Why did our parents treat us this way? In most cases, they were not exercising power for its own sake. They did not take pleasure in causing us pain. They did what they did because they loved us. All of the rules, admonishments, lectures, and punishments were intended to shape and protect us. They were saying, “I love you. I want the best for you. Don’t hurt yourself.” Most of us figure that out at some point in our lives. We come to understand that love doesn’t require unrestrained indulgence.
This letter is written to all of us, but in particular to you who for whatever reason may have kept your distance from God or “religion.” Or, maybe you just aren’t comfortable with everything that’s in the Bible. For the purposes of this post I’m going to assume at least an acknowledgement that God exists and has a part in human affairs.
It is no mere accident of language that God defines Himself as our Father. He gives us (though regrettably not including me) children so that we can understand that aspect of His love for us. He sets boundaries for us and gives us instruction to protect and nurture us because He loves us. If you’ve ever read the first few books of the Bible, you saw a whole lot of rules. They are there to help us understand our relationship to a holy God and our abject need for His redemption, but many of them also served to protect His people. In an era when no one could have known about the unseen pathogens that spread sickness and disease, God provided detailed instructions regarding clean and unclean that kept the people as safe as possible. All of the rules were motivated by love.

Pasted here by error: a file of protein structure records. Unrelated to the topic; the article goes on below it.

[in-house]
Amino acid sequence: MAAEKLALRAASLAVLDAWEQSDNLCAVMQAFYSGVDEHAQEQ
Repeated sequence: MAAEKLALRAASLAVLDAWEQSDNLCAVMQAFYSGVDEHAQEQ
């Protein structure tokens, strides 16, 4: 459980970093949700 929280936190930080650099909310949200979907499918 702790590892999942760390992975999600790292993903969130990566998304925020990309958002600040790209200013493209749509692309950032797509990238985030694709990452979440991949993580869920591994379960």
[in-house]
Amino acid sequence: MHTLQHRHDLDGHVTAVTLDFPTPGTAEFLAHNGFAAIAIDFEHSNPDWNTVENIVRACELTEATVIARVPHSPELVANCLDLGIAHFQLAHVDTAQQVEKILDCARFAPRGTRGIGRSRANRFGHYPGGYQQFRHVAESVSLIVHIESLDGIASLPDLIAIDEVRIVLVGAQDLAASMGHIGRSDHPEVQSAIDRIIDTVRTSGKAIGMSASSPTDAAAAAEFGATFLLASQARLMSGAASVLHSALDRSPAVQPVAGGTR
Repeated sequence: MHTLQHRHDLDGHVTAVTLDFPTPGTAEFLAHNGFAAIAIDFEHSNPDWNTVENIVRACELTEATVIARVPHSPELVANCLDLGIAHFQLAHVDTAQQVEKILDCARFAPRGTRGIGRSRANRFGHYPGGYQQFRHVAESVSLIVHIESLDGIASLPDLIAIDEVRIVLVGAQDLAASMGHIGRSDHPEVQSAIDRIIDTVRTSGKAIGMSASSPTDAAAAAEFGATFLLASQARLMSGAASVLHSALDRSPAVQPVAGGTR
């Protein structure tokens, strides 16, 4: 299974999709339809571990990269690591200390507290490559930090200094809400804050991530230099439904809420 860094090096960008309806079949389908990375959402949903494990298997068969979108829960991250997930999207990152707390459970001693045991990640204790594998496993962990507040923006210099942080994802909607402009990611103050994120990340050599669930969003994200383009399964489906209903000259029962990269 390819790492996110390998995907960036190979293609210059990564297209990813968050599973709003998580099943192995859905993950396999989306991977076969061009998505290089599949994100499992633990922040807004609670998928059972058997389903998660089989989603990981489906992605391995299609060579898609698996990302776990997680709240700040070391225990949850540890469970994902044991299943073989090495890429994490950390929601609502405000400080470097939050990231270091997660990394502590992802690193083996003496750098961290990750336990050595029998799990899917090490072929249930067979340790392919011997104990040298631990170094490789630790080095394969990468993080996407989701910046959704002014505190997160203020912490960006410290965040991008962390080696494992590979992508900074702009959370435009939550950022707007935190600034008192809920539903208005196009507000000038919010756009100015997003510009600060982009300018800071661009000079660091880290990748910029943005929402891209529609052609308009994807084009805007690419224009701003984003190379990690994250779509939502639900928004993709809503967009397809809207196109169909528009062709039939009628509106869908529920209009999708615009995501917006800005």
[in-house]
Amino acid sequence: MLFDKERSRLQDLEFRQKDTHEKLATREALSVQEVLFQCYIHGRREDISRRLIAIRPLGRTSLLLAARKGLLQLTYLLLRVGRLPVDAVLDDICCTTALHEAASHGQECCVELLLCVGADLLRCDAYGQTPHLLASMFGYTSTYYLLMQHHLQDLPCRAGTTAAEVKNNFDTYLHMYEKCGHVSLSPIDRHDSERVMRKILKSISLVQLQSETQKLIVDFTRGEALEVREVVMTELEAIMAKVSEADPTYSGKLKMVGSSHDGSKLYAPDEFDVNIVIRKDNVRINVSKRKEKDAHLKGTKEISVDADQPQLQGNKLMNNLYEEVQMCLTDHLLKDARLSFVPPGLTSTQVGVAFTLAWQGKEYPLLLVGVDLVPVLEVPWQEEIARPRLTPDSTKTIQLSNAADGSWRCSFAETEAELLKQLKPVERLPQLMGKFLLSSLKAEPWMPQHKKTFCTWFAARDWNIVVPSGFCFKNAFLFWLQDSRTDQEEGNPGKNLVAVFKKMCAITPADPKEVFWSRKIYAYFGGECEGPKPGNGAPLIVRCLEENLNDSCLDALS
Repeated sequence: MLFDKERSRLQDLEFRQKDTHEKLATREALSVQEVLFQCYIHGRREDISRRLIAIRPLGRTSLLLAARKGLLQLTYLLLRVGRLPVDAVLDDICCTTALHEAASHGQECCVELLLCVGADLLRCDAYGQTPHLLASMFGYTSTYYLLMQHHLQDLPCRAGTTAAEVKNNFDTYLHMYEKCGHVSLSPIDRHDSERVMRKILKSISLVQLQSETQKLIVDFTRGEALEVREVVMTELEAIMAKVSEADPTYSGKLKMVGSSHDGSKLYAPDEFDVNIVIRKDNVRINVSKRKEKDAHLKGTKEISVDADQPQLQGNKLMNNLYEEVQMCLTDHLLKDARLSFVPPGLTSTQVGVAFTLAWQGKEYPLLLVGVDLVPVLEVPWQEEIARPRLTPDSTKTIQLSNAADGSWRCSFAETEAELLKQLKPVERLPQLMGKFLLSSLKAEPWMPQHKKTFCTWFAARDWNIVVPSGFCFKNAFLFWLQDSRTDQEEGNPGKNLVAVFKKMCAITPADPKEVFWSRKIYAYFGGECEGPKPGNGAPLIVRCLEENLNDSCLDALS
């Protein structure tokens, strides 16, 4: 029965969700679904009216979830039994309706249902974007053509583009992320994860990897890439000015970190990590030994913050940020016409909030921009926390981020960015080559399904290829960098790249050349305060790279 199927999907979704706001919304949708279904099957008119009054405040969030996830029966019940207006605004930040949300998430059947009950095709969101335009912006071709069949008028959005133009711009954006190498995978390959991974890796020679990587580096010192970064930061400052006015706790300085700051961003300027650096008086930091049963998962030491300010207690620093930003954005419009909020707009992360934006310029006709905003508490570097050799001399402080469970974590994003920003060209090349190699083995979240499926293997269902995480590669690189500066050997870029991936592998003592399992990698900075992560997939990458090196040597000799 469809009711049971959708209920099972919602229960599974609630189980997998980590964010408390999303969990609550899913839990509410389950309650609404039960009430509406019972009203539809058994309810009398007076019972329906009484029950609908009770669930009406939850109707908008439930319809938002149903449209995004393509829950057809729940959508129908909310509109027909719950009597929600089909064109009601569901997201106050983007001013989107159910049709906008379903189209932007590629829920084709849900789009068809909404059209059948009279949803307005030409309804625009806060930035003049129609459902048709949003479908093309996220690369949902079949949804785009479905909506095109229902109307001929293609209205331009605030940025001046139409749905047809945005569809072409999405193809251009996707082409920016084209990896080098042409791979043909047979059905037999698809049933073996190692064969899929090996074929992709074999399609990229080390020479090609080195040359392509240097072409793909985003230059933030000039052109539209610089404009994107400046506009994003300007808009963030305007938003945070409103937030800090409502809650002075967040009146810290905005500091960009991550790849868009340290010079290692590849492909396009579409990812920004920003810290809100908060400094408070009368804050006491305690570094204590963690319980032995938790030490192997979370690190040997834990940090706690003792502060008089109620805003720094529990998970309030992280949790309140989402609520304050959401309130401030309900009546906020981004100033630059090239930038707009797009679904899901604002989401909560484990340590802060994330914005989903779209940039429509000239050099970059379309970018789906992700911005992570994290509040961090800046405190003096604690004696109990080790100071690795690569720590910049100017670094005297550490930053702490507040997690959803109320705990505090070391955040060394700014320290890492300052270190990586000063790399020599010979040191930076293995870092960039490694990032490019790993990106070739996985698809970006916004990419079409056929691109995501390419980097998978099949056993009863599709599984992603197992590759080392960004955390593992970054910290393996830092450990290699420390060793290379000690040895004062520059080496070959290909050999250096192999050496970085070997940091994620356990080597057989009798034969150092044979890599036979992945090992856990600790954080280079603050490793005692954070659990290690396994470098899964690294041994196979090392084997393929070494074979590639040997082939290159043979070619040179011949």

Though Jesus has made a new and better way (Rom 5:8-9) and we know that salvation cannot be earned (Eph. 28,) He has given us instructions that are for our own good. The ultimate tragedy is to refuse the gift that Jesus offers in Himself. Miss that and nothing else really matters. Yet it remains true that following the principles of living that He laid out for us in the Bible will keep us from much harm. This is the ache that is in my heart when I see people making poor choices. When we share the Gospel message, one of the verses commonly referenced is Romans 6:23, which says, “For the wages of sin is death, but the free gift of God is eternal life in Christ Jesus our Lord.” We speak of the final damnation in Hell, but one need not look so far to see the truth in this passage. Most of us will experience the consequences of our sin while we yet live on this earth. This is often true even after we have repented and been forgiven. We may be spared the ultimate consequence, but some things are going to happen just that’s because the way things work. Unless God in his mercy intervenes, we will not be spared earthly repercussions.